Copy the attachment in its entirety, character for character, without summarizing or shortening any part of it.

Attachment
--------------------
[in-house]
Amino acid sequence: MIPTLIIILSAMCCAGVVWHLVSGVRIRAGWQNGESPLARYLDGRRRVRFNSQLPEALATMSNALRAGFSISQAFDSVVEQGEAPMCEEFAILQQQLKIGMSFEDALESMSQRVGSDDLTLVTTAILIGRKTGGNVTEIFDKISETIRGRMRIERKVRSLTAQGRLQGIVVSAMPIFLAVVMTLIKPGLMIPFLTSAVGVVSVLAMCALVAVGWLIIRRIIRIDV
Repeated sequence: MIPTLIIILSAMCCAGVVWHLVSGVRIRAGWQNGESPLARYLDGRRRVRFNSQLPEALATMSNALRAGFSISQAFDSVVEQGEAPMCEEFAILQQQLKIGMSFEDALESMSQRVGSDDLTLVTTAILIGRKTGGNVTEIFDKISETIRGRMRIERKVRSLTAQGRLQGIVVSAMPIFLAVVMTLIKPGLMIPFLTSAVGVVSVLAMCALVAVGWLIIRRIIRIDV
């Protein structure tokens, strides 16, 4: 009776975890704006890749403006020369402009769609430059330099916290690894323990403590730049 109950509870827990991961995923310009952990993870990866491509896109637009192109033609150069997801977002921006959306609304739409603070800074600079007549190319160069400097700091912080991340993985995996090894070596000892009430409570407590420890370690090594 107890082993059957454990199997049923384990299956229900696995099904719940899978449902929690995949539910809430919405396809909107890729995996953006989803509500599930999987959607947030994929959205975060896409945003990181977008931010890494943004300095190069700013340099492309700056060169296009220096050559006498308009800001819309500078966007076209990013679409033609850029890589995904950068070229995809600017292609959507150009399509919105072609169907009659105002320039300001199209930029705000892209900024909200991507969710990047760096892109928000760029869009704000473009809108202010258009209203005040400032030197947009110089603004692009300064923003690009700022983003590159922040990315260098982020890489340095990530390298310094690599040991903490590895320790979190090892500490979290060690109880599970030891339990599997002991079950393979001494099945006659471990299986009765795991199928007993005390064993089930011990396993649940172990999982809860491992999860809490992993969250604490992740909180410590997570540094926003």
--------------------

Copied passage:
[in-house]
Amino acid sequence: MIPTLIIILSAMCCAGVVWHLVSGVRIRAGWQNGESPLARYLDGRRRVRFNSQLPEALATMSNALRAGFSISQAFDSVVEQGEAPMCEEFAILQQQLKIGMSFEDALESMSQRVGSDDLTLVTTAILIGRKTGGNVTEIFDKISETIRGRMRIERKVRSLTAQGRLQGIVVSAMPIFLAVVMTLIKPGLMIPFLTSAVGVVSVLAMCALVAVGWLIIRRIIRIDV
Repeated sequence: MIPTLIIILSAMCCAGVVWHLVSGVRIRAGWQNGESPLARYLDGRRRVRFNSQLPEALATMSNALRAGFSISQAFDSVVEQGEAPMCEEFAILQQQLKIGMSFEDALESMSQRVGSDDLTLVTTAILIGRKTGGNVTEIFDKISETIRGRMRIERKVRSLTAQGRLQGIVVSAMPIFLAVVMTLIKPGLMIPFLTSAVGVVSVLAMCALVAVGWLIIRRIIRIDV
């Protein structure tokens, strides 16, 4: 009776975890704006890749403006020369402009769609430059330099916290690894323990403590730049 109950509870827990991961995923310009952990993870990866491509896109637009192109033609150069997801977002921006959306609304739409603070800074600079007549190319160069400097700091912080991340993985995996090894070596000892009430409570407590420890370690090594 107890082993059957454990199997049923384990299956229900696995099904719940899978449902929690995949539910809430919405396809909107890729995996953006989803509500599930999987959607947030994929959205975060896409945003990181977008931010890494943004300095190069700013340099492309700056060169296009220096050559006498308009800001819309500078966007076209990013679409033609850029890589995904950068070229995809600017292609959507150009399509919105072609169907009659105002320039300001199209930029705000892209900024909200991507969710990047760096892109928000760029869009704000473009809108202010258009209203005040400032030197947009110089603004692009300064923003690009700022983003590159922040990315260098982020890489340095990530390298310094690599040991903490590895320790979190090892500490979290060690109880599970030891339990599997002991079950393979001494099945006659471990299986009765795991199928007993005390064993089930011990396993649940172990999982809860491992999860809490992993969250604490992740909180410590997570540094926003």